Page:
Background context Marked neurologic deterioration within a few days of traumatic spinal cord injury, known as subacute posttraumatic ascending myelopathy, is rare. Although several hypotheses regarding the pathogenesis of this condition have been proposed, the details remain elusive.
Study design Case report and review of the literature.
Patient sample A 75-year-old woman involved in a motor vehicle collision sustained a fracture dislocation of T7-T8 with complete paraplegia below T8.
Methods Neurologic examination and radiologic imaging taken by various means.
Results Posterior surgical stabilization was performed 18 hours after the injury. Both the surgical and postsurgical courses were uneventful. Four days after the injury, however, the patient reported feeling a tingling sensation in the right-hand fingers and gradually suffered from motor weakness of the upper extremities, deteriorating within a few hours to complete tetraplegia and ventilator dependence. Subsequent cervicothoracic MRI showed abrupt cord swelling with abnormal areas of signal intensity in the cervical and upper thoracic spinal cord during the interval between the onset of tingling and the development of motor paralysis in the arms. On the 20th postsurgical day, an area of hypointensity within the region of high intensity was observed on T2-weighted MRIs, indicating intramedullary spinal cord hemorrhage.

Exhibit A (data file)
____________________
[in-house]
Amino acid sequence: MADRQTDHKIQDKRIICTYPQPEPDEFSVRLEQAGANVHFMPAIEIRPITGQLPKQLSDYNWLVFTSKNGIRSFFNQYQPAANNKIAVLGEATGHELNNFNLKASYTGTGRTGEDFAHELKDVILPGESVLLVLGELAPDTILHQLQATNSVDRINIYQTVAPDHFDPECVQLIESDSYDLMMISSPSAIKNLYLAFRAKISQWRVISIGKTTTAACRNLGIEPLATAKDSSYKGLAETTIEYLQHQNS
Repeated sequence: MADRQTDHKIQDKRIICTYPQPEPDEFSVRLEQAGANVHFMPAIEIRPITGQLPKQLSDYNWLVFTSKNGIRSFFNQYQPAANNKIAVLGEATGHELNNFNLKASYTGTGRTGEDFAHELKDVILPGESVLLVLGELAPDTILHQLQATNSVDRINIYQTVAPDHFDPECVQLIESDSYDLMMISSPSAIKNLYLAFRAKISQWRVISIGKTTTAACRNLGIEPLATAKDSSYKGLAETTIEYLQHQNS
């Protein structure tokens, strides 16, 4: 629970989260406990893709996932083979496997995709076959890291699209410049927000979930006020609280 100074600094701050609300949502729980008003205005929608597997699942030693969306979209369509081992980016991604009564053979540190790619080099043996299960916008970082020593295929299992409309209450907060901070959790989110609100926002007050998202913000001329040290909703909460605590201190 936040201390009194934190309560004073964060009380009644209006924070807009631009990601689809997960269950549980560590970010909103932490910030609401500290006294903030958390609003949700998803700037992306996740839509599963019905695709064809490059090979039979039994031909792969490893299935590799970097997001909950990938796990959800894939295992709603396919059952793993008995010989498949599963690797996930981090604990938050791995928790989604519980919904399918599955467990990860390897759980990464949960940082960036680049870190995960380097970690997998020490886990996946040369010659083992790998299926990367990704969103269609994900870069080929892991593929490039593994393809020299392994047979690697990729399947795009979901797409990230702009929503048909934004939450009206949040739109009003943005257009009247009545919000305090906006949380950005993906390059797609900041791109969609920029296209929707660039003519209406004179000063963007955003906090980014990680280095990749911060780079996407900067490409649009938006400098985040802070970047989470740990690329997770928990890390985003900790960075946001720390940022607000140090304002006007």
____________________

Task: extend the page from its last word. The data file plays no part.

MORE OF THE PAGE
Conclusions Our MRI findings suggest that systemically increased intraspinal pressure resulting from the impairment of spinal venous drainage is involved in the pathogenesis of ascending myelopathy. Although ascending myelopathy is often thought to be partly reversible, persisting increase of the intraspinal pressure may result in intramedullary hemorrhage and irreversible neurologic deficit.
All Science Journal Classification (ASJC) codes
- Orthopedics and Sports Medicine
- Clinical Neurology